The last stanza tells us that the flowers that once could be found in the garden have been replaced by graves and tomb-stones, and priests are walking through the garden. Here we can observe an epiphora (stanza one: “I went to the Garden of Love“; stanza two: “So I turn'd to the Garden of Love“) as well as a parallel syntax underlining the harmony and peaceful atmosphere, which has, however, gone by. This increasement in usage emphazises the growing dismay and disapprovement of the lyrical I. This would be a good one to start with. From my point of view, there is a reference to Jesus Christ, who was commanded to wear a crown of thornes by the soldiers of Pontius Pilatus before his crucifixion. I do not understand how the mean marks of this poem are anything lower a full 10. As he says in another one of his well-known poems, 'The Divine Image, ' the truly godly values are 'mercy, pity, peace and love.' 'The Garden' has been relegated to the wild heath with its dank weeds and rushes, the thistles and thorns of an unkempt wasteland-a garden gone to seed. - Publication as eBook and book Of course, the closed doors may be a fortuity, but the following line “And Thou shalt not (...)“ - which is Early Modern English for 'You shall not' - evokes quite a negative perception of the church, as it only seems to concentrate on its rules telling people what they are forbidden to do. Following the specific examples of flowers representing types of love, this poem paints a broader picture of flowers in a garden as the joys and desires of youth. When legalism takes over the Gospel! The center of this poem is the river. A depiction of false religion! Moreover, the image of a felicitious childhood of the lyrical I is created by the last part of the sentence. There used to be flowers in the garden. I have tried to concentrate here on the kind of questions you need to ask in analysing a poem, rather than on providing definite answers. Forget Hide and Seek..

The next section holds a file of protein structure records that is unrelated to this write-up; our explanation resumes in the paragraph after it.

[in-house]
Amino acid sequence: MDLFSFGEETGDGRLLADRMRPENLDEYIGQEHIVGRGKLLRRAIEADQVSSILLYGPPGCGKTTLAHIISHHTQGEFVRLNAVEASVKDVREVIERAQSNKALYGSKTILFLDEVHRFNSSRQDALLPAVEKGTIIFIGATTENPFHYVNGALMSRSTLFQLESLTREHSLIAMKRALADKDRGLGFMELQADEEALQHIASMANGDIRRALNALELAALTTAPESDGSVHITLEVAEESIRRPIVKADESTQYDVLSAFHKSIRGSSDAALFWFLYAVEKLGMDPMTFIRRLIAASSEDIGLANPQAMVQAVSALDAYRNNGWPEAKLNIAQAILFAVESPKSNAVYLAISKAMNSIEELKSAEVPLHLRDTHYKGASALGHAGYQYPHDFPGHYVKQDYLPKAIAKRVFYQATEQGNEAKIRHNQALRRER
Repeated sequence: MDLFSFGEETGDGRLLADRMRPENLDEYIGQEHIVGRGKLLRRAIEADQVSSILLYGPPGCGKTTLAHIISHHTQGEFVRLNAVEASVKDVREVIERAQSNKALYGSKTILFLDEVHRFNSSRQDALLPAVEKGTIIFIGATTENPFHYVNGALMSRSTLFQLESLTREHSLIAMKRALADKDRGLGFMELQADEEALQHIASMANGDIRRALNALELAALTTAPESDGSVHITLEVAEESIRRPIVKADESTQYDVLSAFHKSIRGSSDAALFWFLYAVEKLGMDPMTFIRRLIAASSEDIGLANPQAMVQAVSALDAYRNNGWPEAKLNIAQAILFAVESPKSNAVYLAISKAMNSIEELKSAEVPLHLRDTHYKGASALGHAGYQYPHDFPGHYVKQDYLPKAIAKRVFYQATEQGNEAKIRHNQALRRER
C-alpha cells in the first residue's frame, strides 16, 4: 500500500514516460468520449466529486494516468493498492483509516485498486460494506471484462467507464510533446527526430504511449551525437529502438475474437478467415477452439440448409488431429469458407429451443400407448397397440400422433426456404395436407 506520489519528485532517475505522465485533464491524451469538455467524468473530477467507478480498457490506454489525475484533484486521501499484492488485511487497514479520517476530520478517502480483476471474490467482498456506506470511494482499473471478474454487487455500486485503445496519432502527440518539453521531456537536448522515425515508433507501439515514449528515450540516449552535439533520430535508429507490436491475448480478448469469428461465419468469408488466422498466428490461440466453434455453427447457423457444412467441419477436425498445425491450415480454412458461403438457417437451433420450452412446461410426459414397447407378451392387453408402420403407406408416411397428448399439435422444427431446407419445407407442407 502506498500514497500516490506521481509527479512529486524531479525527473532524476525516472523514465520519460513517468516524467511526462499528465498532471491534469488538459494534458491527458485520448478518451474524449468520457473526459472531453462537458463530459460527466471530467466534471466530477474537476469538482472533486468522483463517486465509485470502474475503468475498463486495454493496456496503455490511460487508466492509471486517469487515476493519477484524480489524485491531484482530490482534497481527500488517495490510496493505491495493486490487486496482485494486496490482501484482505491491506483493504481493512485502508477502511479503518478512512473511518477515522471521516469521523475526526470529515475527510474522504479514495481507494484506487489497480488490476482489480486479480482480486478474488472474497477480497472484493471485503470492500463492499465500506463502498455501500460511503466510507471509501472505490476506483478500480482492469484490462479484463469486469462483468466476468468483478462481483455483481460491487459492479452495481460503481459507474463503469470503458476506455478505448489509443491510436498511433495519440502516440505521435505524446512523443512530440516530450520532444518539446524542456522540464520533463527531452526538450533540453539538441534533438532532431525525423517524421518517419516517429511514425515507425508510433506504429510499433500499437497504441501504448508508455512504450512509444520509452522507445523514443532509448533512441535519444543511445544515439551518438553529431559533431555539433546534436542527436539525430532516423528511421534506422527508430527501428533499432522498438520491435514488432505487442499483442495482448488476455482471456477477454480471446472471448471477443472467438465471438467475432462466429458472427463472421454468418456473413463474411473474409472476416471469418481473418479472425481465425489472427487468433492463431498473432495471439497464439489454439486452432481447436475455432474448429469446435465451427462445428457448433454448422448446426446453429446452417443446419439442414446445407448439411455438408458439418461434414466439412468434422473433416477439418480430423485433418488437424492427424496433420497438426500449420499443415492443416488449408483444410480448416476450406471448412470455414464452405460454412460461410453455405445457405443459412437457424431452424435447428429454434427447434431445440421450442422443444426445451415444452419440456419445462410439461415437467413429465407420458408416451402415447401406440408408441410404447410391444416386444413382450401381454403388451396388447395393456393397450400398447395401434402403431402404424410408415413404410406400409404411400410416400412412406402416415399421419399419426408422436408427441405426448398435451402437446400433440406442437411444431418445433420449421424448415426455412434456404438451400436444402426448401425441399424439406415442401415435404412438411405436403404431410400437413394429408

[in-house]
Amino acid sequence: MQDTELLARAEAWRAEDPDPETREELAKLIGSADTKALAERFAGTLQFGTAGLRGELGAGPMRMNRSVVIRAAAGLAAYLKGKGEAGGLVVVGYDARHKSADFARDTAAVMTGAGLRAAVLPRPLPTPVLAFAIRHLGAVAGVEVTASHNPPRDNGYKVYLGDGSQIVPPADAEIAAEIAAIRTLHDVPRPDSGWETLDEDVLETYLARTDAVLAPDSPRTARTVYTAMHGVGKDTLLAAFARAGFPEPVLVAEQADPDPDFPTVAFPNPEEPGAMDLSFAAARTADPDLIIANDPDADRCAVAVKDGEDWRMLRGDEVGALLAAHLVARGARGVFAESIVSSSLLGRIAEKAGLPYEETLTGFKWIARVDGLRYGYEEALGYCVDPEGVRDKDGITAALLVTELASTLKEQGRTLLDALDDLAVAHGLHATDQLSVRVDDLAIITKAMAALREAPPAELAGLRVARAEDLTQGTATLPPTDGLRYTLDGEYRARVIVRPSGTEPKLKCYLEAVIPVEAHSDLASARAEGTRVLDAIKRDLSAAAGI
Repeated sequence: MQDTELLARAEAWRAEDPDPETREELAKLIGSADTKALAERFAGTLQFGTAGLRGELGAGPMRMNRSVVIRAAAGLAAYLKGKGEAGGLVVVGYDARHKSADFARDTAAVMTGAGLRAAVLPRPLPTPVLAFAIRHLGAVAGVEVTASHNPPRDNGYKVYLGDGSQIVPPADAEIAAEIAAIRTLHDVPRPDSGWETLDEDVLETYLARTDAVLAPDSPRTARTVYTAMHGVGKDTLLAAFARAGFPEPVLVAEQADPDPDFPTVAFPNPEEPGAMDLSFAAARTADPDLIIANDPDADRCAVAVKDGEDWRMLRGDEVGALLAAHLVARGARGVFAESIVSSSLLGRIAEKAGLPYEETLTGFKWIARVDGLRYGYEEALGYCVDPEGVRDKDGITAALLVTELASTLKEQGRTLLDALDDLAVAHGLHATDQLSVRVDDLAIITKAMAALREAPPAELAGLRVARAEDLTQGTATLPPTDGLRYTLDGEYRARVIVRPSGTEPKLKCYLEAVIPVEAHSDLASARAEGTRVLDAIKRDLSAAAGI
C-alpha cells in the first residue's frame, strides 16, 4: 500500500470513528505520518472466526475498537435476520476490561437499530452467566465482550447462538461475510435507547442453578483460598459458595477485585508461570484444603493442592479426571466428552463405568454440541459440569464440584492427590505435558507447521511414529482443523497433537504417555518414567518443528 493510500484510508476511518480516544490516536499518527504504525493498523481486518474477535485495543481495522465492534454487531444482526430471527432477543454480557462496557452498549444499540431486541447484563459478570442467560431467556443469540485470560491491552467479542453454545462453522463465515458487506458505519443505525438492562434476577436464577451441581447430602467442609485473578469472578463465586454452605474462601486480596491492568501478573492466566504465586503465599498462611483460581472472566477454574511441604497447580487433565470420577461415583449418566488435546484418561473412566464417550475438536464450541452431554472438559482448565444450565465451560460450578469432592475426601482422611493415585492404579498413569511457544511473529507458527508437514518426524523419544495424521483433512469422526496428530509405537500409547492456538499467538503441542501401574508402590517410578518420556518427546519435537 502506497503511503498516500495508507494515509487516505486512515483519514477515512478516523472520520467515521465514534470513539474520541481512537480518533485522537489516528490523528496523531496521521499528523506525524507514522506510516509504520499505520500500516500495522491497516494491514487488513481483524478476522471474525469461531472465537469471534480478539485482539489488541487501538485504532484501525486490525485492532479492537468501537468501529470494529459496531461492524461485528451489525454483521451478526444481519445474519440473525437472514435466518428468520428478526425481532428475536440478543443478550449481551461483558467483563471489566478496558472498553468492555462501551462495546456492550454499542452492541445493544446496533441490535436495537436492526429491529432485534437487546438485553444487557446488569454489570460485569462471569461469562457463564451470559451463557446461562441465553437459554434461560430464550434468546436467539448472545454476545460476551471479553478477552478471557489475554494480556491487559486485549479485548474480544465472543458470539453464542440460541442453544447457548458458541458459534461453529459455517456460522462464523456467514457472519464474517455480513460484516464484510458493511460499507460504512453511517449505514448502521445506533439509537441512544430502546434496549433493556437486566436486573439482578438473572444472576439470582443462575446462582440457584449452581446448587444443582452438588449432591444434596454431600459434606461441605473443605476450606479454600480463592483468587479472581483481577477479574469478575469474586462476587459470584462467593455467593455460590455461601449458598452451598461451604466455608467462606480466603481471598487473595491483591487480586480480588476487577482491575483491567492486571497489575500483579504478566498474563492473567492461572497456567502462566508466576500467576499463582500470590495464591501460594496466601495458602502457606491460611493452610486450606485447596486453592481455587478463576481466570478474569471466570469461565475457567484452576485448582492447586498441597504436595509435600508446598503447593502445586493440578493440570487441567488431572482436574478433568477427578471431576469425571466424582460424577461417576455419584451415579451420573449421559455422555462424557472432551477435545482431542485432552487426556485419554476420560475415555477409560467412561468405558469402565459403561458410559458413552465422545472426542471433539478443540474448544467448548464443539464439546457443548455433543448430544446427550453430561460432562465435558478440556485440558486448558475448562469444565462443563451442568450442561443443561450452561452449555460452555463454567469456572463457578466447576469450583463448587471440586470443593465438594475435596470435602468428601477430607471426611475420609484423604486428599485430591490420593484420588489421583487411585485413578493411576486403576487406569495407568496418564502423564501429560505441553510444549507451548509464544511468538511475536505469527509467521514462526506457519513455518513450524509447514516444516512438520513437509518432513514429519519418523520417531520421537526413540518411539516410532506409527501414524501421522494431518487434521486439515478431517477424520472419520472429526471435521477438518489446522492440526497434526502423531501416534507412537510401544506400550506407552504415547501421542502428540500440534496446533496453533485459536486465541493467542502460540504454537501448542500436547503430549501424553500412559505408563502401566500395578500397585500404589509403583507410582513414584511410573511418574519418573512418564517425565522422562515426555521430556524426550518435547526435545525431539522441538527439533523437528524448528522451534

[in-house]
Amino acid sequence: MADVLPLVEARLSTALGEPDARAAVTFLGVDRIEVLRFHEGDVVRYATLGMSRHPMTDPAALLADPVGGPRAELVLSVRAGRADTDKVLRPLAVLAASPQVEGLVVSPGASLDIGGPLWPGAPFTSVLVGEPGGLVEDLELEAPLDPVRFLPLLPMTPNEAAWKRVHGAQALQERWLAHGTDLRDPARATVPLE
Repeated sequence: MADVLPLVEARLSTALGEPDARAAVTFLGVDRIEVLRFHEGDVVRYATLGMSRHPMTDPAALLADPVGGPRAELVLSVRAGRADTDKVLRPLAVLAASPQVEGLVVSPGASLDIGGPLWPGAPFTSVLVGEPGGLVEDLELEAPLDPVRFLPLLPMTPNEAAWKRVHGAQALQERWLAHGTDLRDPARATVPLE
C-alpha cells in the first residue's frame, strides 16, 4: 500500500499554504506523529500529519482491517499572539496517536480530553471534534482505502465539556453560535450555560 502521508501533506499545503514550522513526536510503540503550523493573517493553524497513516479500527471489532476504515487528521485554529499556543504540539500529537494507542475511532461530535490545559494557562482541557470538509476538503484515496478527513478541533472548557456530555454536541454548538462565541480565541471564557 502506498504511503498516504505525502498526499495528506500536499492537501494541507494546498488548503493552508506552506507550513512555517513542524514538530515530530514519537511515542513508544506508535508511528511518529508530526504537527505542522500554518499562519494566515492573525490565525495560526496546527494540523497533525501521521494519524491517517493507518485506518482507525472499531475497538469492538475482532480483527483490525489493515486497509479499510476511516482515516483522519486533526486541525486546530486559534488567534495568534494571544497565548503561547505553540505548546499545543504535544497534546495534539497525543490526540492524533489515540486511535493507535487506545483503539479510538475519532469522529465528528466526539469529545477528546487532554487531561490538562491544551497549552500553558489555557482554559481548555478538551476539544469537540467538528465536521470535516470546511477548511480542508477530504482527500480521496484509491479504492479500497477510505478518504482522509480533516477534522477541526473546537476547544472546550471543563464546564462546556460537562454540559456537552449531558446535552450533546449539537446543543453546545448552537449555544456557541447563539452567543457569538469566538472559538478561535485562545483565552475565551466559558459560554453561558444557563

'The Garden' has been relegated to the wild heath with its dank weeds and rushes, the thistles and thorns of an unkempt wasteland-a garden gone to seed. One of Blake's most characteristic poems, not as well known as others, such as 'The Tyger' or 'The Lamb, ' but perhaps even more important as a statement of his values. Songs of Innocence and of Experience study guide contains a biography of William Blake, literature essays, a complete e-text, quiz questions, major themes, characters, and a full summary and analysis. Poems. (Englisches Seminar). Also the fact that the number of internal rhymes rises equally - there is none in the first stanza, one in the second one and two internal rhymes can be found in stanza three - is striking. He also was given a sceptre made of reed and a red cape. “the thistles and thorns of the waste” are a personification of chastity – the implication of “beguiled” is that these plants should be part of Love’s domain, but were cheated into being hard Love-less chastity. Blake captures very well, in actually a few words of a short poem. It was a place, therefore, of innocent, uninhibited sexual expression. Feel free to read, rate and comment on my work. According to the utterance of the lyrical I, these briars are the ones destroying its happiness. In fact, he was intensely religious. In stanza two the lines beginning with it are the ones with a 'negative' content; lines three and four sound rather idyllic again because there the lyrical turns to the garden itself again “That so many sweet flowers bore“. The meter turns out to be irregular as well: The first stanza makes use of an amphibrach (x x x), the second one of an anapaest (x x x). Let us turn to the “briars“: The briar is a plant of the family of the roses, meaning it has got thorns. GradeSaver, 31 May 2011 Web. Find and share the perfect poems. Jan. Well, to me this poem seems to be giving an example of how as a child, the innocence of not knowing is so powerful that it blinds us from reality and we create what we want. The last two lines - longer than the others, with pronounced internal rhymes - may be one of Blake's most dramatic and engaging images: 'binding with briars my joys and desires.' I will try to analyse and interprete the poem with special reference to Blake's opinion of religion and his critical attitude towards the Church of England, including the characteristics of Romantacism, and how this is represented in his poem with regards to its form, structure and language, including the usage of stylistic devices. Several things causing this feeling are enumerated: The garden has turned into a graveyard, the flowers which once flourished in the garden have gone and been replaced by tomb-stones and priests walking through the garden are “binding with briars“ the “joys and desires“ of the lyrical I. The first two quatrains follow Blake's typical ABCB rhyme scheme, with the final stanza breaking the rhyme to ABCD. Our world is craving for love, and still our leaders manage to destroy the wonderful garden of love that this world should be. three stanzas having four lines each. Looking back to the first stanza, one finds such an “And“ there as well. Wonderful poem from William Blake, ............a wonderful poem with the most vivid and picturesque imagery....super amazing ★, Still today so many religious leaders suffer from the Thou shalt not- disease instead of preaching the huge message of love. In stanza one we get to know about the fact that a chapel has been built at the place the lyrical I once played. I can see it all in my mind with my eyes closed, and why a church door would be locked and banned for any soul to enter.. He was, indeed, anti-institutional. Now death reigns supreme as granite tombstones replace flower beds and thorny briars bind his joys and desires. He felt that most institutional churches had become precisely the sort of legalistic bodies that Jesus himself spoke against so adamantly. Thanks: http: //www.poemhunter.com/jack-growden-2/. In this last stanza of the poem the development of anger has been completed, as there is nothing positive mentioned, but it seems to be harsh and energetic. Following the specific examples of flowers representing types of love, this poem paints a broader picture of flowers in a garden as the joys and desires of youth. - Completely free - with ISBN One can thus assume that the lines beginning with an “And“ are meant to create a 'negative' atmosphere, expressing the dismay of the lyrical I. Hope it helps, it's just what i got from it. The words used contain a combination of voiced and voiceless stops (“grave”, “priests”, “black gowns”, “briars”) making them sound harder, which underlines the disapprovement of the lyrical I and the melanchony expressed as well. A striking stylistic device is the anaphora in the first two lines (“And“ is repeated at the beginning of them): An anaphora usually has the function to emphasize the word(s) being repeated; hence, what is so special about the connector “And“? A structure has been built where once a beautiful garden flourished, a place where God is seen in all His natural beauty. The alliteration “binding with briars“ as well as the internal rhyme “briars“ - “desires“ attracts the reader's attention to the prohibited happiness of the lyrical I. Blake employed copperplate engravings and watercolors to illustrate his own work as well as that of the Book of Job and Dante's 'Divine Comedy.' He shows me His love in the plants out there, where everything's lovely and everything's fair. View our essays for Songs of Innocence and of Experience…, Introduction to Songs of Innocence and of Experience, Songs of Innocence and of Experience Bibliography, View the lesson plan for Songs of Innocence and of Experience…, Read the E-Text for Songs of Innocence and of Experience…, View Wikipedia Entries for Songs of Innocence and of Experience…. By this 'equipment' Jesus was mocked as the “King of Jews“, as especially the crown did not represent monarchic power and wealth, but was meant to deride him. Personally, I wish that Blake's poems were taught in all churches, mosques, synagogues, and other religious institutions as well as in schools and families. There is no consistent rhyme scheme, as only two end rhymes can be observed: Line two and four of the first and second stanza rhyme (“seen“ - “green“; “door“ - “bore“), so there is a cross rhyme; all in all the rhyme scheme is the following: abcb (stanza one) / abcb (stanza two) / abcd (stanza three).